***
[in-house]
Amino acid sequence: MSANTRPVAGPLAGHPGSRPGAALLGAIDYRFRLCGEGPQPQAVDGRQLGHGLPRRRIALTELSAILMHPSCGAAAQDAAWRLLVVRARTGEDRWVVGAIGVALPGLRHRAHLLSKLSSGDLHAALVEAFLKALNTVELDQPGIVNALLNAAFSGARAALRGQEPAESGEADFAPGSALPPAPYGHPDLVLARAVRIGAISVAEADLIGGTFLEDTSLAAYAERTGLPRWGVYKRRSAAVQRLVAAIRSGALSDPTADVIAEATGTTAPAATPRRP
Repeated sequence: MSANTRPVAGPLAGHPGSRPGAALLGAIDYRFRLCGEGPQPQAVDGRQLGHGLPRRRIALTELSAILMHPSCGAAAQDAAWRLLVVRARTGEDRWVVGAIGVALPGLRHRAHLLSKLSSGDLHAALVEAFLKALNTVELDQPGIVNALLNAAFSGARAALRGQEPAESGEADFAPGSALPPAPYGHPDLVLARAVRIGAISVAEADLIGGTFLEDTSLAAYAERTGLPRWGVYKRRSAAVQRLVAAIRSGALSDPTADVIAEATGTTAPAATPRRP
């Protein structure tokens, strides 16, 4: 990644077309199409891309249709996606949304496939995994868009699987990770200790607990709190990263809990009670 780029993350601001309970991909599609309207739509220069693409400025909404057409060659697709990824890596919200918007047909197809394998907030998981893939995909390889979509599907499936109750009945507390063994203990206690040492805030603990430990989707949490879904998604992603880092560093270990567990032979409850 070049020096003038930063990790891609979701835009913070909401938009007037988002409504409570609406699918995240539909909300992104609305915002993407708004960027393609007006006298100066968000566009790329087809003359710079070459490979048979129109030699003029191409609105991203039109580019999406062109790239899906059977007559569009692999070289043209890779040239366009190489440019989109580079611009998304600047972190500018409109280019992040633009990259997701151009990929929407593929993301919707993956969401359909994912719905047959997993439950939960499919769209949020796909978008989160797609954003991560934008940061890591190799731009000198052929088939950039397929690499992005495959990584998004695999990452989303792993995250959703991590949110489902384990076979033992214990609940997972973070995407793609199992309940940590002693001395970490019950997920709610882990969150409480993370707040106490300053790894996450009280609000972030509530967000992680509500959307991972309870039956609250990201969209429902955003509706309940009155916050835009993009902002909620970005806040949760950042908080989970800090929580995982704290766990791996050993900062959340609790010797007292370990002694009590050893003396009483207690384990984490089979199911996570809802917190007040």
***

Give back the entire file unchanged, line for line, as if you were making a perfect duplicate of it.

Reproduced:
[in-house]
Amino acid sequence: MSANTRPVAGPLAGHPGSRPGAALLGAIDYRFRLCGEGPQPQAVDGRQLGHGLPRRRIALTELSAILMHPSCGAAAQDAAWRLLVVRARTGEDRWVVGAIGVALPGLRHRAHLLSKLSSGDLHAALVEAFLKALNTVELDQPGIVNALLNAAFSGARAALRGQEPAESGEADFAPGSALPPAPYGHPDLVLARAVRIGAISVAEADLIGGTFLEDTSLAAYAERTGLPRWGVYKRRSAAVQRLVAAIRSGALSDPTADVIAEATGTTAPAATPRRP
Repeated sequence: MSANTRPVAGPLAGHPGSRPGAALLGAIDYRFRLCGEGPQPQAVDGRQLGHGLPRRRIALTELSAILMHPSCGAAAQDAAWRLLVVRARTGEDRWVVGAIGVALPGLRHRAHLLSKLSSGDLHAALVEAFLKALNTVELDQPGIVNALLNAAFSGARAALRGQEPAESGEADFAPGSALPPAPYGHPDLVLARAVRIGAISVAEADLIGGTFLEDTSLAAYAERTGLPRWGVYKRRSAAVQRLVAAIRSGALSDPTADVIAEATGTTAPAATPRRP
């Protein structure tokens, strides 16, 4: 990644077309199409891309249709996606949304496939995994868009699987990770200790607990709190990263809990009670 780029993350601001309970991909599609309207739509220069693409400025909404057409060659697709990824890596919200918007047909197809394998907030998981893939995909390889979509599907499936109750009945507390063994203990206690040492805030603990430990989707949490879904998604992603880092560093270990567990032979409850 070049020096003038930063990790891609979701835009913070909401938009007037988002409504409570609406699918995240539909909300992104609305915002993407708004960027393609007006006298100066968000566009790329087809003359710079070459490979048979129109030699003029191409609105991203039109580019999406062109790239899906059977007559569009692999070289043209890779040239366009190489440019989109580079611009998304600047972190500018409109280019992040633009990259997701151009990929929407593929993301919707993956969401359909994912719905047959997993439950939960499919769209949020796909978008989160797609954003991560934008940061890591190799731009000198052929088939950039397929690499992005495959990584998004695999990452989303792993995250959703991590949110489902384990076979033992214990609940997972973070995407793609199992309940940590002693001395970490019950997920709610882990969150409480993370707040106490300053790894996450009280609000972030509530967000992680509500959307991972309870039956609250990201969209429902955003509706309940009155916050835009993009902002909620970005806040949760950042908080989970800090929580995982704290766990791996050993900062959340609790010797007292370990002694009590050893003396009483207690384990984490089979199911996570809802917190007040």